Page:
Mr. Rhea’s job is not unlike that of other outsiders recruited by the mayor. “NYCHA needed a change agent, and I think I have experience in being an insurgent—you know, going into an organization to make substantial change happen,” he said. “I also didn’t come with a set of preconceived notions about what was right or wrong structurally or strategically at NYCHA.”
Mr. Rhea grew up in inner-city Detroit, in a mixed-income neighborhood where he walked by housing projects and rundown homes on a regular basis. His father ran his own office furniture supply business, his mother was a medical technician He came east for school, attending the honors program at Wesleyan, where he majored in social studies. While attending Harvard Business School, he became friends with Barack Obama, who was then at the law school. He then went to work for the Boston Consulting Group in Chicago for three years, where the two remained friendly. He hosted the future president’s first fund-raiser in New York.
Mr. Rhea came to the city to work at JPMorgan Chase, where he arranged more than $50 billion in deals, and then went to Lehman Brothers, where he rose through the ranks to become head of global consumer retail group. He sees himself as a business facilitator, rather than a money-maker (though there was plenty of that too). It was this skill that attracted the Bloomberg administration, along with his management experience at both firms.
When Lehman collapsed, Mr. Rhea found himself with a job at Barclays when it bought up Lehman’s investment banking division. But he had long felt called to public service, and the moment seemed right. He considered heading to Washington, but when word got out he was in the market for a public-sector position, the Bloomberg administration approached him first.
He said that the banking crisis played no role in his decision to leave Wall Street, and someday he could even go back.
“Rightly or wrongly, I didn’t personally feel guilt. I wasn’t a real estate banker, I didn’t put together complicated derivatives, I didn’t sell subprime mortgages, I didn’t have any role at all in housing,” Mr. Rhea explained. “As an American, watching the financial debacle that had many culprits—the financial industry being one, but government policy being another, and just excess, sheer excess in the economy—I didn’t feel guilt but I certainly felt responsibility. I don’t know how any American can watch what we went through and not feel some level of concern for the fellow citizens who were truly impacted.”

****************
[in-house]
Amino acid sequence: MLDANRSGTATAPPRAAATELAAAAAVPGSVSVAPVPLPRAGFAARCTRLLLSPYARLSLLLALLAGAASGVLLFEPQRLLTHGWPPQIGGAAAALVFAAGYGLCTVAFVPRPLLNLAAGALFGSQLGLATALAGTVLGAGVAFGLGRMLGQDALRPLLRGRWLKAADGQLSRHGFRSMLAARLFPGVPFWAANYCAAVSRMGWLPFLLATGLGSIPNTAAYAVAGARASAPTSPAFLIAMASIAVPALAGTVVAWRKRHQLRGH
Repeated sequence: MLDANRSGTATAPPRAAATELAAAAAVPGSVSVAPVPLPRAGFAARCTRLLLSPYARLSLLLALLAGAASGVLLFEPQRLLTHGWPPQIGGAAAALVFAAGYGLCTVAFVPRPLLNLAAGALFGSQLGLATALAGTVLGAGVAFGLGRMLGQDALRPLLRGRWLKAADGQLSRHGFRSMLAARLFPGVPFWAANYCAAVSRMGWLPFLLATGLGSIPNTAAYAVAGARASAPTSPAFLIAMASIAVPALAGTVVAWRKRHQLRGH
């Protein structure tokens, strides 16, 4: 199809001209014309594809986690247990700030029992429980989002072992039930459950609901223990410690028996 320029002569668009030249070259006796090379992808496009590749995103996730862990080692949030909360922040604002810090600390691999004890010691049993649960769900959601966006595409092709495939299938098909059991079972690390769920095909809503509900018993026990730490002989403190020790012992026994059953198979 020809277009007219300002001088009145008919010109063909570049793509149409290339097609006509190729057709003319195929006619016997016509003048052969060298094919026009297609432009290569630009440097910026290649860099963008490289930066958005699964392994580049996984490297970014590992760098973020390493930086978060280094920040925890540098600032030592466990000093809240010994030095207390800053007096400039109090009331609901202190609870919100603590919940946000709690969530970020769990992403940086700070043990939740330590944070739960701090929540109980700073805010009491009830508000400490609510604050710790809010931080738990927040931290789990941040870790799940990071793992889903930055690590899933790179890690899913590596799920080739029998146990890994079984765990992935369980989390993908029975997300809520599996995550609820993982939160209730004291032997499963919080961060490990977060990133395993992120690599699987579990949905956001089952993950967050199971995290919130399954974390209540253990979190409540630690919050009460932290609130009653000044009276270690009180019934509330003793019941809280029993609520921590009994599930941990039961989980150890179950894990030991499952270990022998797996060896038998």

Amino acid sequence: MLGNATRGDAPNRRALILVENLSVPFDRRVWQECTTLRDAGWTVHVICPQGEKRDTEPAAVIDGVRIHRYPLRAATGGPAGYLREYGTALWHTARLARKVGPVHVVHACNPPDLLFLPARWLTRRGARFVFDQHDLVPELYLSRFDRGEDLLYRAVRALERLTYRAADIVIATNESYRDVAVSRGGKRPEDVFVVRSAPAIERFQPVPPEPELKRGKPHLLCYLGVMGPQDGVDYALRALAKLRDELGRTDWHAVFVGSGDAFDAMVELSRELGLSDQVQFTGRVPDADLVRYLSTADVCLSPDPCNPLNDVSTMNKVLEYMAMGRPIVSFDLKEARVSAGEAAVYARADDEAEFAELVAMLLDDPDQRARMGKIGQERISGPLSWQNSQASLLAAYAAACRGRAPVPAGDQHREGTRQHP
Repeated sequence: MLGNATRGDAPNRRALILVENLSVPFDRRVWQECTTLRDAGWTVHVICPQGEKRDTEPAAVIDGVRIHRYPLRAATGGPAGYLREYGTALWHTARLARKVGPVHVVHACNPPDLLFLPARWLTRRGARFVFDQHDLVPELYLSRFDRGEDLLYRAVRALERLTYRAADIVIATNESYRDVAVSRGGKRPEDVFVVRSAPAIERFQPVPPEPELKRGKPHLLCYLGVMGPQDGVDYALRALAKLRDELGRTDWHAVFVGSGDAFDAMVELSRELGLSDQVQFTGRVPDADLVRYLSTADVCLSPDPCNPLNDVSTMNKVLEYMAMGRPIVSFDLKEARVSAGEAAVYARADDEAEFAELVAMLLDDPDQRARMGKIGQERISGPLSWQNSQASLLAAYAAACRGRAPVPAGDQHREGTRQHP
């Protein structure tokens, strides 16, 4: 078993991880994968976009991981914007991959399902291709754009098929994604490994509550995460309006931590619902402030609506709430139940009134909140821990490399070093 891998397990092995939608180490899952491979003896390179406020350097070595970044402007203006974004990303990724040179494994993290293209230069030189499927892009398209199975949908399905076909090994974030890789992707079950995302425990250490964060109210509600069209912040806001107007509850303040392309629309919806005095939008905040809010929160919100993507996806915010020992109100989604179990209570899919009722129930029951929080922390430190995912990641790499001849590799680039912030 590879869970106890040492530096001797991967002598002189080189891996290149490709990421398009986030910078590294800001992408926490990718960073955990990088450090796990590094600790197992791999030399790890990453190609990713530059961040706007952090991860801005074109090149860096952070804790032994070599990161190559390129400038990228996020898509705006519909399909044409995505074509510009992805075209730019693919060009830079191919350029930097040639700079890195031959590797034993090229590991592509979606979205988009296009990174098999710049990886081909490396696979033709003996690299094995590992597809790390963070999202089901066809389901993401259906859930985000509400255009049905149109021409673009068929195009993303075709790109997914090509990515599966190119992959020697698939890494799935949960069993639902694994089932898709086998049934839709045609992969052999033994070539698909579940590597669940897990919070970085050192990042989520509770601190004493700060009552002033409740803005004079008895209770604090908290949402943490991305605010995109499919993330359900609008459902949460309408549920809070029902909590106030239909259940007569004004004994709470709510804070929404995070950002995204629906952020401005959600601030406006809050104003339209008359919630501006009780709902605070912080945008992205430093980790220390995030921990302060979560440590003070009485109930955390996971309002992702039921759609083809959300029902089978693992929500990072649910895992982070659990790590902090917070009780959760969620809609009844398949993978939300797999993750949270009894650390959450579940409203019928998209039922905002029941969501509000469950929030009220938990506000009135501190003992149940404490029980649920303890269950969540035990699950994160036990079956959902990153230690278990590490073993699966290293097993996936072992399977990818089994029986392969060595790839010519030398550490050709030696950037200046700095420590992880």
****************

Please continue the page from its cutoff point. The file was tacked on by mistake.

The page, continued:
Mr. Rhea’s financial experience experience has come in handy at the cash-strapped NYCHA. “Washington has been very clear in saying that there are $30 billion of unmet capital needs for public housing nationally and it doesn’t have the capacity to fund them,” Mr. Rhea said. “Therefore, housing authorities have to think about other ways of availing themselves if they want to maintain their buildings—other ways of attracting capital, and having conversations with residents and advocates about those options, and how we pursue them and what the risks are.”
One of the first projects Mr. Rhea tackled was creating an office of public-private partnerships, a controversial move. Public housing, the bedrock of the so-called safety net in New York, is considered sacrosanct in advocacy circles. Any private involvement, it is feared, will poison the well. How long until everything has been sold off?
Mr. Rhea insists the housing advocates have nothing to fear, and if they are serious about rebuilding NYCHA, they will have to be creative. When an idea was floated internally to possibly put billboards on some of the housing project’s towers, it was exposed in the Daily News and quickly shot down. The outcry was understandable, but what if it meant a new security system or money to reopen a community center or fix up a basketball court?
“What I find incredibly amazing is that the press can say NYCHA isn’t doing anything,” Mr. Rhea said. He said he has proposed “some of the most intransigent, kind of radioactive” ideas, about which NYCHA has been totally upfront. “We’ve put them out there, we’ve said, ‘Here’s what we plan to do about them,’ we’re fully transparent about it, and we’re willing to have a conversation about what are the implications of what’s being proposed.”
Mr. Rhea’s most impressive victory was the federalizationof thousands of units that had been cast off in the previous decade by the city and state. Completed at the end of 2009, it was a reminder that Washington was not the only political culprit. In the late 1990s, Gov. George Pataki offloaded some 21,000 units of public housing the state had built and maintained for decades. The city pulled the same trick in 2002 with a number of developments it controlled, following a devastating blow to the budget as a result of 9/11.